ARTICLE | doi:10.20944/preprints202208.0338.v1
Subject: Life Sciences, Virology Keywords: migratory birds; Newcastle disease virus-GVII; poultry; phylogenetics; sequence-independent; sin-gle-primer amplification (SISPA); velogenic; whole genome sequencing (WGS)
Online: 18 August 2022 (10:40:10 CEST)
Newcastle disease virus (NDV) genotype VII is a highly pathogenic Orthoavulavirus that has caused multiple outbreaks among poultry in Egypt since 2011. This study aimed to investigate the genetic diversity of NDV prevailing in domestic and wild birds in Egyptian governorates. A total of 37 oropharyngeal swabs from wild birds and 101 swabs from domestic bird flocks including chickens, ducks, turkeys, and swans were collected from different geographic regions within 13 governorates during 2019-2020. Virus isolation and propagation via embryonated eggs revealed 91 swab samples produced allantoic fluid containing hemagglutination activity, suggestive of virus presence. The use of RT-PCR targeted to F gene successfully detected NDV in 85 samples. The geographical prevalence of NDV spread to 12 governorates in domestic birds, migratory and non-migratory wild birds. Following whole genome sequencing, we assembled six NDV genome sequences (70 - 99% of genome coverage), including five full F gene sequences. All NDV strains carried high virulence, based on the presence of polybasic amino acids (RRQRF) at the F gene cleavage site. Phylogenetic analysis revealed that the NDV strains belonged to class II within genotype VII.1.1. The presence of genetically similar virulent NDV in wild birds further highlights their role in the dissemination of NDV in poultry populations across Egypt. Continued genomic surveillance in both wild birds and poultry would be necessary for monitoring NDV incursions and genetic diversification.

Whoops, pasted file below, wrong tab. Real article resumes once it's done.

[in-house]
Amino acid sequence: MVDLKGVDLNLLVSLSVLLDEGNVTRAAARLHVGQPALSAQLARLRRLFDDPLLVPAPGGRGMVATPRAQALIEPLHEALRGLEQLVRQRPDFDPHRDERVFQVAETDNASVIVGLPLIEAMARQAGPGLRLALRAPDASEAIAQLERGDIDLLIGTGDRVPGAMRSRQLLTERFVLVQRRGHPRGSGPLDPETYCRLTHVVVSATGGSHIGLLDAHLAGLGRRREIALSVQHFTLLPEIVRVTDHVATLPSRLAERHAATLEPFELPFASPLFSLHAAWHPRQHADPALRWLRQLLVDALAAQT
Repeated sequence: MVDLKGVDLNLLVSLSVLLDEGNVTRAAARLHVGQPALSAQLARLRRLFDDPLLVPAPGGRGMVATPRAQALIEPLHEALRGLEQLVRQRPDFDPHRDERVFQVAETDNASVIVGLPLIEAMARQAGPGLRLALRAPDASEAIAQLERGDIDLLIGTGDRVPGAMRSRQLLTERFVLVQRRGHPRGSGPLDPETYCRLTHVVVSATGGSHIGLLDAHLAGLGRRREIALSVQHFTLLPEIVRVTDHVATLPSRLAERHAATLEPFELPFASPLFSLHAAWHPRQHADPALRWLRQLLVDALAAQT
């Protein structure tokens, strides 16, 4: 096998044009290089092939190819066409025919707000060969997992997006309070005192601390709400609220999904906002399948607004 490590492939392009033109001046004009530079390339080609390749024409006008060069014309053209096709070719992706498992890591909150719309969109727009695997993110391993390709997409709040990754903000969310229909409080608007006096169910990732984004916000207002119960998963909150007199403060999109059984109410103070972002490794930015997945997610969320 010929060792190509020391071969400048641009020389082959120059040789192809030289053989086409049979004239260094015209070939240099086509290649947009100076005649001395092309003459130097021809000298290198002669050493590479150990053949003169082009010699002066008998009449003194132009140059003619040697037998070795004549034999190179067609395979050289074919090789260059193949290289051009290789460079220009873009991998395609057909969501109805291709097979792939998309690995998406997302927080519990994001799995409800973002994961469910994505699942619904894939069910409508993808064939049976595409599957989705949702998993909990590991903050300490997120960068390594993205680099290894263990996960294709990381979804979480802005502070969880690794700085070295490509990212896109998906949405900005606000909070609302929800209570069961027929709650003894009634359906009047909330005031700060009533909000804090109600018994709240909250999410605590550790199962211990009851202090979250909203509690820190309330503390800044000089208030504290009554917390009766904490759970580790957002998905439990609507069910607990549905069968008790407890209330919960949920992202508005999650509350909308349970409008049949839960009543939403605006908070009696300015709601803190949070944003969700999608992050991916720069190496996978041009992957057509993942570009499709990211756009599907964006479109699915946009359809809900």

REVIEW | doi:10.20944/preprints202004.0449.v2
Subject: Keywords: SARS-CoV-2; Covid-19; pandemic; primer; India; mortality rate; evolution; updated primer; evolving pandemic
Online: 1 June 2020 (11:08:03 CEST)
In this paper we first provide a primer on SARS-CoV-2 and Covid-19 delineating the etiopathogenesis, epidemiology, clinical manifestations and the natural history of the disease. We then trace the evolution of the Covid-19 pandemic highlighting the characteristics of the epidemic in China where the pandemic originated, select countries of Europe which peaked during April, and Brazil, US and India where the pandemic has taken serious turns recently. We also project some possible trajectories for the mega cities of India based on the demographic characteristics of these cities in comparison to New York city. This is an updated version of the article from mid-April published online.
COMMUNICATION | doi:10.20944/preprints201806.0203.v1
Subject: Materials Science, Biomaterials Keywords: Zirconia; primer; priming; bonding; catechol; dental; prosthodontics
Online: 13 June 2018 (06:06:31 CEST)
Zirconia has recently become one of the most popular dental materials in prosthodontics being used in crowns, bridges, and to implants. However, weak bonding strength of dental adhesives and resins to zirconia surface has been a grand challenge in dentistry, thus finding a better adhesion to zirconia is urgently required. Marine sessile organisms such as mussels use a unique priming strategy to produce a strong bonding to wet mineral surfaces; one of the distinctive chemical features in the mussel’s adhesive primer proteins is high catechol contents among others. In this study, we pursued a bioinspired adhesion strategy, using a synthetic catechol primer applied to dental zirconia surfaces to study the effect of catecholic priming to shear bonding strength. Catechol priming provided a statistically significant enhancement (P < 0.05) in shear bonding strength compared to the bonding strength without priming, and relatively stronger bonding than commercially available zirconia priming techniques. This new bioinspired dental priming approach can be an excellent addition to the practitioner’s toolkit to improve dental bonding to zirconia.